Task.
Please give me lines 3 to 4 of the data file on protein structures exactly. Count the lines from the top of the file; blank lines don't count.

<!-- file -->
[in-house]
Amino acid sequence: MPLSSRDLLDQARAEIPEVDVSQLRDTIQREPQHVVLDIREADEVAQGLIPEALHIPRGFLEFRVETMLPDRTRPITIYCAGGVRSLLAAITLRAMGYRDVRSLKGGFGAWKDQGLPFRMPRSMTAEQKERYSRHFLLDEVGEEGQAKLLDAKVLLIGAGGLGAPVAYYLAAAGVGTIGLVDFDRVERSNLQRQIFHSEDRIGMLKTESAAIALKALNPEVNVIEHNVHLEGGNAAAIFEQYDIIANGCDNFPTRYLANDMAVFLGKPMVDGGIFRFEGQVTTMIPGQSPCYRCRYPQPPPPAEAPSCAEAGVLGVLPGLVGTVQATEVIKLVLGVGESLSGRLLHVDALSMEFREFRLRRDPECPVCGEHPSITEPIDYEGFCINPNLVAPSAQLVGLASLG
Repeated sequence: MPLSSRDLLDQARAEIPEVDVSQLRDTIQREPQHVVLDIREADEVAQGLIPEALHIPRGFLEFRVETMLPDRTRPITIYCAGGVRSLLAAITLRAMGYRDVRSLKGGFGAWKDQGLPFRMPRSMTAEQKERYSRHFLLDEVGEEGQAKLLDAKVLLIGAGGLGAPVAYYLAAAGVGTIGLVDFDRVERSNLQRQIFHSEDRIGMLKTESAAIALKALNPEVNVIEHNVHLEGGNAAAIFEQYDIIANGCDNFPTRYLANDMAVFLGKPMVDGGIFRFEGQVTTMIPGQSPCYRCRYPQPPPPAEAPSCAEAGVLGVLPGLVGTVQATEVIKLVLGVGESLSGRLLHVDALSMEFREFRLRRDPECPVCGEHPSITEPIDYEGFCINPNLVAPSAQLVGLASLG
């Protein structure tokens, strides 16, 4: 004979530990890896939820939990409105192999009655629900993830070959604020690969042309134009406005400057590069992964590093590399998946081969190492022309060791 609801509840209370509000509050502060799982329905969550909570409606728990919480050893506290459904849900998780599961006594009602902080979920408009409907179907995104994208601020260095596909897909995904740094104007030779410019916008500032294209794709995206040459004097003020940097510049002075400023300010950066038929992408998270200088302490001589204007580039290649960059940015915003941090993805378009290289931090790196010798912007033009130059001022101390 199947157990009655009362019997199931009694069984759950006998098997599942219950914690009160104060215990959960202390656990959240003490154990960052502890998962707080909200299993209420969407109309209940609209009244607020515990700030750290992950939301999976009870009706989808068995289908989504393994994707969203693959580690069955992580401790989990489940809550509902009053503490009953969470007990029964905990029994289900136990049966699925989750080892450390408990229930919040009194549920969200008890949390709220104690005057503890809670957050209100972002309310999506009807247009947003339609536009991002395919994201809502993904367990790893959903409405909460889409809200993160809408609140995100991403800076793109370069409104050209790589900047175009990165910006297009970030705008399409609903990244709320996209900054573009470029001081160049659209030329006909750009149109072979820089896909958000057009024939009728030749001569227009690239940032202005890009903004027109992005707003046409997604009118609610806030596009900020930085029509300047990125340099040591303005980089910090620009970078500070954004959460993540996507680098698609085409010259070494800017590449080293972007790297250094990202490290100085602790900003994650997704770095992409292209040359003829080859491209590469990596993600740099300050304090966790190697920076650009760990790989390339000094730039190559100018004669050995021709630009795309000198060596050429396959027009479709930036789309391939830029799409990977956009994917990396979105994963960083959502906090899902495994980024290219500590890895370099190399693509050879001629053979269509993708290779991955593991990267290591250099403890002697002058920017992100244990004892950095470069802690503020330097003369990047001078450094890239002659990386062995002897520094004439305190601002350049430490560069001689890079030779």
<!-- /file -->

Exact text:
Repeated sequence: MPLSSRDLLDQARAEIPEVDVSQLRDTIQREPQHVVLDIREADEVAQGLIPEALHIPRGFLEFRVETMLPDRTRPITIYCAGGVRSLLAAITLRAMGYRDVRSLKGGFGAWKDQGLPFRMPRSMTAEQKERYSRHFLLDEVGEEGQAKLLDAKVLLIGAGGLGAPVAYYLAAAGVGTIGLVDFDRVERSNLQRQIFHSEDRIGMLKTESAAIALKALNPEVNVIEHNVHLEGGNAAAIFEQYDIIANGCDNFPTRYLANDMAVFLGKPMVDGGIFRFEGQVTTMIPGQSPCYRCRYPQPPPPAEAPSCAEAGVLGVLPGLVGTVQATEVIKLVLGVGESLSGRLLHVDALSMEFREFRLRRDPECPVCGEHPSITEPIDYEGFCINPNLVAPSAQLVGLASLG
């Protein structure tokens, strides 16, 4: 004979530990890896939820939990409105192999009655629900993830070959604020690969042309134009406005400057590069992964590093590399998946081969190492022309060791 609801509840209370509000509050502060799982329905969550909570409606728990919480050893506290459904849900998780599961006594009602902080979920408009409907179907995104994208601020260095596909897909995904740094104007030779410019916008500032294209794709995206040459004097003020940097510049002075400023300010950066038929992408998270200088302490001589204007580039290649960059940015915003941090993805378009290289931090790196010798912007033009130059001022101390 199947157990009655009362019997199931009694069984759950006998098997599942219950914690009160104060215990959960202390656990959240003490154990960052502890998962707080909200299993209420969407109309209940609209009244607020515990700030750290992950939301999976009870009706989808068995289908989504393994994707969203693959580690069955992580401790989990489940809550509902009053503490009953969470007990029964905990029994289900136990049966699925989750080892450390408990229930919040009194549920969200008890949390709220104690005057503890809670957050209100972002309310999506009807247009947003339609536009991002395919994201809502993904367990790893959903409405909460889409809200993160809408609140995100991403800076793109370069409104050209790589900047175009990165910006297009970030705008399409609903990244709320996209900054573009470029001081160049659209030329006909750009149109072979820089896909958000057009024939009728030749001569227009690239940032202005890009903004027109992005707003046409997604009118609610806030596009900020930085029509300047990125340099040591303005980089910090620009970078500070954004959460993540996507680098698609085409010259070494800017590449080293972007790297250094990202490290100085602790900003994650997704770095992409292209040359003829080859491209590469990596993600740099300050304090966790190697920076650009760990790989390339000094730039190559100018004669050995021709630009795309000198060596050429396959027009479709930036789309391939830029799409990977956009994917990396979105994963960083959502906090899902495994980024290219500590890895370099190399693509050879001629053979269509993708290779991955593991990267290591250099403890002697002058920017992100244990004892950095470069802690503020330097003369990047001078450094890239002659990386062995002897520094004439305190601002350049430490560069001689890079030779």